Leadership, Part 2 or Making Things Happen for the People

Posted on December 20, 2015

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A week ago we wrote an introductory piece on leadership. That subject should be on the minds of all readers and voters as we move—finally—into the last eleven months of the 2016 presidential campaign. I don’t know about you, but I plan to vote for the best leader in the gaggle running for president.

What does that mean? Being a good leader? Does it involve intelligence, morality, responsibility, integrity, and political ideology, for example, in an election to public office? Yes, of course, but it also involves being able to make things happen at the highest level in this country. And those things have to be for the good and welfare of the nation and its people, keeping in touch with our national culture and history.

Abraham Lincoln phrased it much better, for all times in fact, in his last line at the address he made to remember the fallen at the Battle of Gettysburg: “that this nation, under God, shall have a new birth of freedom — and that government of the people, by the people, for the people, shall not perish from the earth.”

Last week I left you with the thought that good judgement—a sine qua non for a good leader—comes from long experience, and that often comes from bad decisions and judgements which then teach you what good ones should be.

An important ancillary of good leadership is that good leaders know how to reflect the pulse of the people. Now before you jump from that to “reading the polls,” let’s examine it a bit.

I am writing here of how thoughts and principles that are sometimes considered creative or novel or perceptive in different areas of society, religion, morality, or law for example are often received with great enthusiasm by readers or listeners because they reflect clearly the way people think.

Or, put another way, when Thomas Jefferson, for example, wrote into the Declaration of Independence that all men were created equal, and “they are endowed by their Creator with certain unalienable Rights, that among these are Life, Liberty and the pursuit of Happiness,” Jefferson wasn’t just demonstrating a personal wealth of erudition, education and immense insight, but was also basically reflecting what his readers and peers and followers already were thinking. What made Jefferson’s expressions of political society so popular was that he reflected so clearly the thoughts of his readers.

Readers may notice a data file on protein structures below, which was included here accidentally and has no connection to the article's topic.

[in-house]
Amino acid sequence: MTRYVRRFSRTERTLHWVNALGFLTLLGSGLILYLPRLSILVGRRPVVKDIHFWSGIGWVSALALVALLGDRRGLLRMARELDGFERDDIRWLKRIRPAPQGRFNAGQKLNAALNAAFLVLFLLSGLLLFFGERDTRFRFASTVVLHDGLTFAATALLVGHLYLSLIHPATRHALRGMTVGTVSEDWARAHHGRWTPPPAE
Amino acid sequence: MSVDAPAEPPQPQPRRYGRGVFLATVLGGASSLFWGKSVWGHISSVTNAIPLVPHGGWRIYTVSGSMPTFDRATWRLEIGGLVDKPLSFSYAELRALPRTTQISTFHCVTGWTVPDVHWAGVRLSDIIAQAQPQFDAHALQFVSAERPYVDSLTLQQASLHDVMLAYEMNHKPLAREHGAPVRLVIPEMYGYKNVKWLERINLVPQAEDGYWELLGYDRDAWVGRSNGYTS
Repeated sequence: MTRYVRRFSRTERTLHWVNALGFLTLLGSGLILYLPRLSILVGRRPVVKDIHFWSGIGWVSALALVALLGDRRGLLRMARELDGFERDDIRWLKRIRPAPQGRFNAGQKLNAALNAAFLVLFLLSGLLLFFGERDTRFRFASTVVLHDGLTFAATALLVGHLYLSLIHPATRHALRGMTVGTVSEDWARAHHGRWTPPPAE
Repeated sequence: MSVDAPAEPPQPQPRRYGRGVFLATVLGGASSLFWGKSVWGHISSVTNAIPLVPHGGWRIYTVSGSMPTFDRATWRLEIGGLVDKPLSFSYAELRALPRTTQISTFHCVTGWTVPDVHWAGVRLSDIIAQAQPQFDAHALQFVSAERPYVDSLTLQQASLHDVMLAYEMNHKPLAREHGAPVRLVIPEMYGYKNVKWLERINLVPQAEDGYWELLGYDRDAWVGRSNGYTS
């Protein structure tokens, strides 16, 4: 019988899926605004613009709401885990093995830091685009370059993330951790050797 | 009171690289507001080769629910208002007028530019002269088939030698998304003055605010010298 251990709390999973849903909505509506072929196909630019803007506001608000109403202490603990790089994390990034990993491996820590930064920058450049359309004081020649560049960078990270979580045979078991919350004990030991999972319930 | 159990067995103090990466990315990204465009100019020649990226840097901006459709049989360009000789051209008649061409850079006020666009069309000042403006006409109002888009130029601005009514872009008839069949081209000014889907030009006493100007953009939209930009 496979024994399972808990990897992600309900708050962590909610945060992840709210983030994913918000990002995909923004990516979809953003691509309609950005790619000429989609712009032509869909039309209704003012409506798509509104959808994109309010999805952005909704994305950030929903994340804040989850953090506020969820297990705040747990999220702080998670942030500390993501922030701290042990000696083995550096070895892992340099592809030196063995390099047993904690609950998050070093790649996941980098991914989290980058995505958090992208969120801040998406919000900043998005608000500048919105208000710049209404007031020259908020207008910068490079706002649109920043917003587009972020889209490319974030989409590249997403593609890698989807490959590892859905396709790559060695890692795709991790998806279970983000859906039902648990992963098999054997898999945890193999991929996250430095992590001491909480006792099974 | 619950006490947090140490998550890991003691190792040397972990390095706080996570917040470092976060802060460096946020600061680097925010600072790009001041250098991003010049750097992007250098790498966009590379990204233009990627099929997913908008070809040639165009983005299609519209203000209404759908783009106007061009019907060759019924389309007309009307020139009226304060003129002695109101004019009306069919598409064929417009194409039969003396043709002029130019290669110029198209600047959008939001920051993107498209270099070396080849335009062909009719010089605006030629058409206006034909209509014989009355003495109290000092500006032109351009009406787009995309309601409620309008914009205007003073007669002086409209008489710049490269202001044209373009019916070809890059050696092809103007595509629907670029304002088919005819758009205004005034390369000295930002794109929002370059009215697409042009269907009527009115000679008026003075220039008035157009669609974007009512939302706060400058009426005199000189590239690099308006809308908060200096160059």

That there was still slavery in American life, that women were still second class citizens, that only a relatively small percentage of privileged white men were allowed to exercise the franchise (i.e. vote and hold office) doesn’t detract from the fundamental premise that all men are created equal. It is a statement tied to the understanding that natural rights are inherent in all men (and women and children of course so as not offend any of you with p.c. antennae), notwithstanding the local or cultural circumstances of the times.

That the English Crown and Parliament took issue with the noble concept of liberty and independence of her American colonies led to the American Revolution. Who was right here? The issue was finally settled on the battlefields and seas.

I was brought around to this subject by two apparently different phenomena in our lives, one is general and one is personal. In general, the most prominent Republican candidate for president at the moment is Donald Trump. Why is he so popular? Regardless of what you think of him, he is reflecting the values and thinking of a lot of Americans and so they like him.

The same goes for Barack Obama, while I’m into presidents and presidents-wannabes. Regardless of where you stand on him, he reflects what many Americans think and want. We voted him into office.

Now, the other event/phenomenon that got me thinking was a remark that came via email from a Spanish friend of mine, an historian, writer and former colonel in the Spanish armed forces. He was wondering why the leader of the free and democratic world, the one that produced a Jefferson, a Lincoln, a Kennedy, was abandoning that leadership in the face of the rising radical Jihadist movement in the Islamic world. He wondered why Vladimir Putin was stepping up as the major player in the tide of violence and forced migrations in that part of the world.

Good question. It comes from a European observer, not an American Op-ed writer (me).

My friend is well aware that Europeans are being overwhelmed by Muslim immigrants—and let’s leave moralizing, religion, culture and politics aside for the moment—driven by the extreme and radical Islamic state of ISIS, ISIL, whatever you want to call their new Caliphate.

The Europeans want leadership from the Americans. Where is it?

Published in The Tuscaloosa News as Where is American Leadership? in my OpEd, The Port Rail, Sunday, December 20, 2015

Posted in: History, Politics